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oh-to-grace said: TELL ME ALL ABOUT YOUR NON-WEDDING PLANS!!!!11!!!!1!!!!11!!!

eeeeee, ok ok ok. Um, I’ve been thinking about it all a lot lately! idk what you want to know so I’ll just ramble. Um, it’ll be at the very place where I proposed to my baby, in an old pasture, overlooking the sea. We will have a small binding ceremony with light refreshments to follow (meaning: fruit plate, veggie plate, meat & cheese plate, gluten-free finger sandwiches, gluten-free chocolate chip cookies, and lemonade). Aryn and I will be brooms: that is, both brides and grooms. We will have no bridesmaids or groomsmen, just us, and we haven’t the slightest clue who will officiate. It will be a handfasting ceremony with heartfelt vows and nothing religious but very spiritual, seeing as ours is a very spiritual connection and we are both fond of many traditions. Gus will be there, romping around. My uncle and my future mother-in-law will be our photographers— I like the idea of different people having different roles. It will be about 50-100 people, just family and friends. Oh and we’re going to look dapper as fuck. We don’t know exactly what we’ll wear yet, but it’ll be some classy combination of lace and denim and leather and cowboy boots. And I’m pretty sure I’ll be making Gus a denim bow-tie. I might have some flowers, hopefully dahlias or lilacs, but I also want to just put a couple cacti and succulents around, ones that we will later have in our home.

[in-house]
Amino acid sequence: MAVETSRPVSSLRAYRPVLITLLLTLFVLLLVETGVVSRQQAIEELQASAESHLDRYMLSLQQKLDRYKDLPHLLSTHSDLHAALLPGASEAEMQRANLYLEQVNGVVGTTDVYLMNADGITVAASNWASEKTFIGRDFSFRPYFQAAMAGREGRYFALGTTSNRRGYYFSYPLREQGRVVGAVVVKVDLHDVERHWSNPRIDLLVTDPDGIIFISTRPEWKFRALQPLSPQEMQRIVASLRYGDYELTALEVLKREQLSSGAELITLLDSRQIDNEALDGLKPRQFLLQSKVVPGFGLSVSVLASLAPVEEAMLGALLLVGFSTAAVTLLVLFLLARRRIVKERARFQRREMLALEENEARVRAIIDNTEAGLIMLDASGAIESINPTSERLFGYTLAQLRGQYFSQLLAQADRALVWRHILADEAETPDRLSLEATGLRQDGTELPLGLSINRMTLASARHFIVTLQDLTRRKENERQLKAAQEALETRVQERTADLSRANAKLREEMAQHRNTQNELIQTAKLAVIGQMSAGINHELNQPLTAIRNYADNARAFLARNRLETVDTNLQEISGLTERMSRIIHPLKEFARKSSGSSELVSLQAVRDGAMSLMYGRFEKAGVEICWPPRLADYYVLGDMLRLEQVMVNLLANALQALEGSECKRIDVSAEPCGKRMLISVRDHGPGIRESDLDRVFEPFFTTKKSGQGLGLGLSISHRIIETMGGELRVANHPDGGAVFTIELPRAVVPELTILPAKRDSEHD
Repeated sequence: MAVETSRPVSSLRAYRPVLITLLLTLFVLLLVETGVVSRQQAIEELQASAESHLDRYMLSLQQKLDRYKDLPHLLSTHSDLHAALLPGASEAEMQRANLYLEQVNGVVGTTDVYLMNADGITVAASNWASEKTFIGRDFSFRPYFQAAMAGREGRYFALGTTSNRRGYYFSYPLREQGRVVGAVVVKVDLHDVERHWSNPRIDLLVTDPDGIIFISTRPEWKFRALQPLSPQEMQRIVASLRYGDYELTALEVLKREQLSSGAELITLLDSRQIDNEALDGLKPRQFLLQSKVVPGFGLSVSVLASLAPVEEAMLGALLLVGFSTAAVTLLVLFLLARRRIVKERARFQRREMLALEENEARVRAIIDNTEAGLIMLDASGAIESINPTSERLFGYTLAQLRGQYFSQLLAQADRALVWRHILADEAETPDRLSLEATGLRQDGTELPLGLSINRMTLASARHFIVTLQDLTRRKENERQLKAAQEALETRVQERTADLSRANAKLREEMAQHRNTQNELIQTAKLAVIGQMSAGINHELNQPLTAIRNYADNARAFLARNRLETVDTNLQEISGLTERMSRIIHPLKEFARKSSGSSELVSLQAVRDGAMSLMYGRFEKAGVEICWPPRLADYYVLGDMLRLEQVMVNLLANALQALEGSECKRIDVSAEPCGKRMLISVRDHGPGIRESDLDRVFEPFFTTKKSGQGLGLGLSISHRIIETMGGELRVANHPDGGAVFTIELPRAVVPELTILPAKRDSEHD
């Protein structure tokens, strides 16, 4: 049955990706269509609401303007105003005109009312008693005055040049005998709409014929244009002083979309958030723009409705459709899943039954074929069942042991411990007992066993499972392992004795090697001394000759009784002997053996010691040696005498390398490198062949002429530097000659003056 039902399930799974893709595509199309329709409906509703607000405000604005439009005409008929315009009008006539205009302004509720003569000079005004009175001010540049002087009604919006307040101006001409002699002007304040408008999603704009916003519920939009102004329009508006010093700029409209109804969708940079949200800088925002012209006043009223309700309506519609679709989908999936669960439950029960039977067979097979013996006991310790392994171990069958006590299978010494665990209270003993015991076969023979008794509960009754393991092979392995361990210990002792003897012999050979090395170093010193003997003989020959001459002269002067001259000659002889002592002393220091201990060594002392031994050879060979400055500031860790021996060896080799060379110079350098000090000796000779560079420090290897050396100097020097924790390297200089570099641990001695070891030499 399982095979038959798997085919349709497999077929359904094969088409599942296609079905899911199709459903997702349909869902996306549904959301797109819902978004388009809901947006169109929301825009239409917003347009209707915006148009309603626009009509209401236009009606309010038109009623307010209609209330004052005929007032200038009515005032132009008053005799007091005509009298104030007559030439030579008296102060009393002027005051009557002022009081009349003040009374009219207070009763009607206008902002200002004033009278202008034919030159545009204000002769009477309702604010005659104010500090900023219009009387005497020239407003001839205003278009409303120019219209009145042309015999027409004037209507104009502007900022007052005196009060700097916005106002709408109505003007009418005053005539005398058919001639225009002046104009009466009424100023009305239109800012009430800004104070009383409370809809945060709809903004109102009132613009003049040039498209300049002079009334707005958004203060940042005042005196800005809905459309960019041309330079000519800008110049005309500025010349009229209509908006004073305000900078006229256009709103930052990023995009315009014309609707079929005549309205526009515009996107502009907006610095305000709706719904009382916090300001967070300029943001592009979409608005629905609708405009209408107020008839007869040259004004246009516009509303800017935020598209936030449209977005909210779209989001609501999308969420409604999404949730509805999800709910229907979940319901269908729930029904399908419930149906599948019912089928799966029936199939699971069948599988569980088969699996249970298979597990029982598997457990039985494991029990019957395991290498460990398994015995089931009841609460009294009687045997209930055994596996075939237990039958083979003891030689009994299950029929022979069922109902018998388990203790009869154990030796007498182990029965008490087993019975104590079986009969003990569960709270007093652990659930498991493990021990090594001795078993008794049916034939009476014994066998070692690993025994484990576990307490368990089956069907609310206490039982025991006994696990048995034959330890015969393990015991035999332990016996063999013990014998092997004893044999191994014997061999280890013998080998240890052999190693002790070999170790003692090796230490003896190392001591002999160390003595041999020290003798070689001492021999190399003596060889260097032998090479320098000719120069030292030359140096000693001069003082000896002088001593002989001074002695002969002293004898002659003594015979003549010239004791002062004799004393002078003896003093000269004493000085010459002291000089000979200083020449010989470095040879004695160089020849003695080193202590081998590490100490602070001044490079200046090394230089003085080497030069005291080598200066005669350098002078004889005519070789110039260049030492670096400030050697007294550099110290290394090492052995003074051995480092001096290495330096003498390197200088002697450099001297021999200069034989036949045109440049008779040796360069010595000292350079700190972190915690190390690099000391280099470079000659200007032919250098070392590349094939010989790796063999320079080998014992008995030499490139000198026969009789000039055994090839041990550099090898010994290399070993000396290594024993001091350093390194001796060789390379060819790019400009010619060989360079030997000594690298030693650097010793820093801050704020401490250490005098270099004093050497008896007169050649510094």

I couldn’t be more thrilled to be planning a very non-wedding marriage ceremony, to feel the stress and expenses slide away as we plan it all, and to marry the absolute love of my life. I can’t believe that in 9 months, this person will be my spouse… or, as I like to say it, my wusband and hife. I can’t wait to do life together with them, even more than we’re already doing it. 

Thank you so much for asking!!! <3 <3 <3

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Anonymous said: do you think your depression living at home had anything to do with your sexuality?

Hello, little grey-faced anon. I get the sense that you may be struggling, and I’m not sure how to help you or what you want to hear. I’m not even sure exactly what you mean or why you’re asking, but yes, I was in what is called an invalidating environment. I wasn’t allowed to be who I was, to go where I wanted, to make my own choices. The choices I was supposed to make were clear to me: wholesome activities, academia, religious endeavors, nothing “deviant”. A sexuality other than straight was just not an option. This obviously caused (1) depression, or what I like to define as: the withering of my soul in an environment where it was not nurtured or given room to flourish (ie: “yes, we love and accept you no matter what”, “yes, you are smart and beautiful and kind”, “yes, you can love whoever you love and it will be beautiful”) and (2) sexual repression, including the repression of my natural desires to express and receive affection and pleasure, as well as any variant gender identity or sexual orientation. I can tell you now, living outside of the home for the past 4 years, that I have flourished. I do not consider myself to be depressed anymore (thanks to moving and a shit ton of therapy), and I feel fully comfortable with my gender, sexuality, relationships, and how I express all three of those things. So yes, I absolutely think my depression from childhood and through high school had a lot to do with my sexuality and why it took so long to spring up out of me.